Destroyed by his own invention Hugh Davis had it all: a promising career at Johns Hopkins, an international reputation and a string of important medical discoveries. But the Dalkon Shield scandal broke him - as a scientist and as a father.

October 25, 1998|By Michael Ollove | Michael Ollove,SUN STAFF

Bruce Davis' father was dying, that much was clear. While others might have hoped for a miracle, neither Bruce nor his father had the capacity for delusion. They had at least that much in common, a faith in the empirical, an appreciation of the observable and the measurable. And what could be observed and measured on Gibson Island in the autumn of 1996 was that time was collapsing for Dr. Hugh Davis.

Each day removed a measure of weight and color from Davis, whose vitality and arrogance once made lecture halls at Johns Hopkins medical school seem all too confining. Pancreatic cancer was erasing him. If Bruce were to square accounts with his father, if he were to achieve a peaceful ending to a relationship characterized by acrimony and competition, it would have to be now.

But what words of reconciliation could he offer to a father who had abandoned him emotionally, who had surrendered his role as protector and leader? What comfort could he give to the man who had led his family into scandal and ruin?

Where his father was concerned, Bruce's instincts nudged him toward censure rather than generosity. It had been different once. Bruce had felt an unqualified love for Hugh, and pride, too. But that had changed, and Bruce knew precisely the line of demarcation.

The Dalkon Shield disaster was the darkness that had lingered over his family for nearly a quarter of a century. It was the before and after of everything. Before: Hugh Davis was a rising force in international medicine at Johns Hopkins, a bold innovator in the field of women's health and family planning. After: His name was synonymous with medicine's perceived misogyny and the most pernicious impulses of corporate America.

Thousands of women suffered because of Hugh Davis' invention. Women the world over contracted searing infections from the IUD that the A.H. Robins Co. rushed to market. Many became infertile. Some died. The last remaining lawsuits involving the Dalkon Shield are scheduled to end this week. By the time appeals are exhausted, more than $3 billion will have been paid to nearly 200,000 women or their families who filed injury or death claims.

For Bruce Davis, the repercussions were devastating as well. Before the Dalkon Shield, Hugh Davis was the voluble patriarch of his family, the bountiful provider of wealth, both financial and intellectual. After, in the grip of mental illness, he became their tormentor, a man whose paranoia, obsessions and rage were suffocating.

But the cancer would soon consume Hugh Davis, and Bruce would be left to decipher what it had all meant, what they had been to each other and why. He could not change their past. All he could do now was try to fashion an ending he could live with for the rest of his life.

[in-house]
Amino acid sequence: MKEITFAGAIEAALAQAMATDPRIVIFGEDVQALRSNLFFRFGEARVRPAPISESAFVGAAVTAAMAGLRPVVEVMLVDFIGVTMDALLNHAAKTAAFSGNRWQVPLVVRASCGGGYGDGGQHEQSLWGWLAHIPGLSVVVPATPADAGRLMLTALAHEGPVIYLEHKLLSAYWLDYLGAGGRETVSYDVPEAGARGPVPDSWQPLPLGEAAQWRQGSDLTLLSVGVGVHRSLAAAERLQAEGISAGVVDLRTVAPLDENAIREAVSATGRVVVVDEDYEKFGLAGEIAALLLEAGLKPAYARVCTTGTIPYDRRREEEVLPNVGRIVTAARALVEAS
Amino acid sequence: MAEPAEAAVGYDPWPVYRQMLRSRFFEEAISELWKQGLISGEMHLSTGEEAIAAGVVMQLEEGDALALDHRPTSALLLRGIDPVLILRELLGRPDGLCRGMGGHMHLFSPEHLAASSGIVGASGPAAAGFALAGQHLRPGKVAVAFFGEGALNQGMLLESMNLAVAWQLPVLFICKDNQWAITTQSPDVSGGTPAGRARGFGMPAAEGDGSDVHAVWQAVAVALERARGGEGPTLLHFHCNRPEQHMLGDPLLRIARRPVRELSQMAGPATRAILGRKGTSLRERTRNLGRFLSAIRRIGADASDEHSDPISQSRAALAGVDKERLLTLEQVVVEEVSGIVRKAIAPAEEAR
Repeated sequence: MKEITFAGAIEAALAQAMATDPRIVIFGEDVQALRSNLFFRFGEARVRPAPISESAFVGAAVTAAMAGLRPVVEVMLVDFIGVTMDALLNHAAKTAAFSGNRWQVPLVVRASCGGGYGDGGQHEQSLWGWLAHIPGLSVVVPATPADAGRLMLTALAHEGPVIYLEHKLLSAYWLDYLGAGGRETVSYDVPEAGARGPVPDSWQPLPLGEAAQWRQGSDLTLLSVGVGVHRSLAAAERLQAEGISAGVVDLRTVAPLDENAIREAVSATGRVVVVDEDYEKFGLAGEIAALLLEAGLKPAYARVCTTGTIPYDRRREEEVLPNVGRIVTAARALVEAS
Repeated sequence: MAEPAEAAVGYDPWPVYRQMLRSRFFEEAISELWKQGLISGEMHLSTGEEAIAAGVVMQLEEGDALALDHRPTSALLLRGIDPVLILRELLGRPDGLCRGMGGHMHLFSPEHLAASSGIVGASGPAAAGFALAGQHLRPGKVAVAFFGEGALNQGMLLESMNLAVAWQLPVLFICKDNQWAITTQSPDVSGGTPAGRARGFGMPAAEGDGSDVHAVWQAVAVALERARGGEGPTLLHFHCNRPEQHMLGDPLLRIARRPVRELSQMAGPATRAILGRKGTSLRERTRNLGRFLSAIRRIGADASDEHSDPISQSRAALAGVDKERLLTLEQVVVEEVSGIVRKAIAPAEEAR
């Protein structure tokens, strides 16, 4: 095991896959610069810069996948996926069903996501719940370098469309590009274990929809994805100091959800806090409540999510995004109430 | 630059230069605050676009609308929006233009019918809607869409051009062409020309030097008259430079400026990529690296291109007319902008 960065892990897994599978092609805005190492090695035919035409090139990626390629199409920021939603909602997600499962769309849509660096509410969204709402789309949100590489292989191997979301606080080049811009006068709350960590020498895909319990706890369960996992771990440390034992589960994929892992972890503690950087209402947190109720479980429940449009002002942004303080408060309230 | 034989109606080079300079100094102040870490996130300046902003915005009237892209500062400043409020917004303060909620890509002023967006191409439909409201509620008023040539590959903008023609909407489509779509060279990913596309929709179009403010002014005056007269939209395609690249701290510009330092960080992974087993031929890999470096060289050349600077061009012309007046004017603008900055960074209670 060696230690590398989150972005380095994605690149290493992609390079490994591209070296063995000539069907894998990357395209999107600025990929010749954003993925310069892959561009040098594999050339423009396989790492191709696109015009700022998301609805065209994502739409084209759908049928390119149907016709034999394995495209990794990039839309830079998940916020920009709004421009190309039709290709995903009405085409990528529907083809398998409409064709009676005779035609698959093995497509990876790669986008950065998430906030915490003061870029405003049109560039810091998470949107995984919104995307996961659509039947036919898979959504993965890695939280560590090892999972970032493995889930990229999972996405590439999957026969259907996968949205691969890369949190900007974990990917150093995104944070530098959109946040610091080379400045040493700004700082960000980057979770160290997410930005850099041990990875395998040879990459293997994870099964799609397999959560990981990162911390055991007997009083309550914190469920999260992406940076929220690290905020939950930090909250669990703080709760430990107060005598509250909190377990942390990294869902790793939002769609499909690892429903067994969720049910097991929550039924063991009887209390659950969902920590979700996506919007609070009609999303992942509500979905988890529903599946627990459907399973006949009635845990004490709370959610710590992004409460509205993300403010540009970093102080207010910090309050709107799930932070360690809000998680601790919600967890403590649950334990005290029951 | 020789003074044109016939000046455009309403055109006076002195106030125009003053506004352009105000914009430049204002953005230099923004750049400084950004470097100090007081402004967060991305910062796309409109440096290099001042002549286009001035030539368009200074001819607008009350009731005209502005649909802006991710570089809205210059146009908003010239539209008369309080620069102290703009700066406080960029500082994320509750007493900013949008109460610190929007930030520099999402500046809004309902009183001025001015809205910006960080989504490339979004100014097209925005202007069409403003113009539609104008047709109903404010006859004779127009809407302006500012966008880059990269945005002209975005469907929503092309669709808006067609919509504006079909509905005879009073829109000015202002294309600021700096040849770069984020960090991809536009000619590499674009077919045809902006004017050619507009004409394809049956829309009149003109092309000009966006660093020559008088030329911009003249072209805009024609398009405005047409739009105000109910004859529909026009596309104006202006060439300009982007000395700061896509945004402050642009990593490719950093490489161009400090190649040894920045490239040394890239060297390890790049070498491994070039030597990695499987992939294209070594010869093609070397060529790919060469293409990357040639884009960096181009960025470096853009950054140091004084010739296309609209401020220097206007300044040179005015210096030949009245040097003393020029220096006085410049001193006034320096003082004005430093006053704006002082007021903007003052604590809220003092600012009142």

Late on that October afternoon in 1996, Bruce sat on a marble-topped coffee table next to the worn leather couch where Hugh lay, no longer able to rise. The only illumination in the room was the blue, late-afternoon sunlight reflected off the Chesapeake Bay.

Hugh could not speak or digest food, his skin was ashen and his breathing uneven. He had finally consented to morphine, but his eyes remained alert. Bruce was convinced that his father, ever the doctor and scientist, had calculated the precise moment of his death. Perhaps that wasn't so remarkable. Hugh"s weight had tumbled under 70 pounds. There wasn't much left of him to take.

Surmising that this would be their last conversation, Bruce gently grasped his father's skeletal hand in his own. Then, he began to speak.

It is one of Bruce Davis' most distinct childhood memories: He is with his father in the darkened dining room of their Guilford home. Bruce, 12 years old, stocky and with a dark drift of curly hair, sits at one end of the dining room table, holding a slim, metal cylinder containing optical lenses and a light. Hugh stands behind him with a watch. At his instruction, Bruce inserts a long forceps through the tube and begins picking at a string lying on the table.

The cylinder is a laparoscope, a medical instrument used to explore and perform surgery in the abdominal cavity. The forceps are Hugh's latest prototype, an instrument he believes will allow surgeons greater precision in sterilization procedures. At the far end is a tiny rubber band, which, in Hugh's design, can be deployed to tie off a woman's Fallopian tubes. The string on the table is the stand-in for the Fallopian tubes.

Peering through the eyepiece and manipulating the rings controlling the forceps, Bruce clamps down on the string and draws it into the laparoscope. He then squeezes the rings the way his father has taught him, and the rubber band snaps tightly into place around the string.

"Great!" Hugh exclaims. "Three minutes!"

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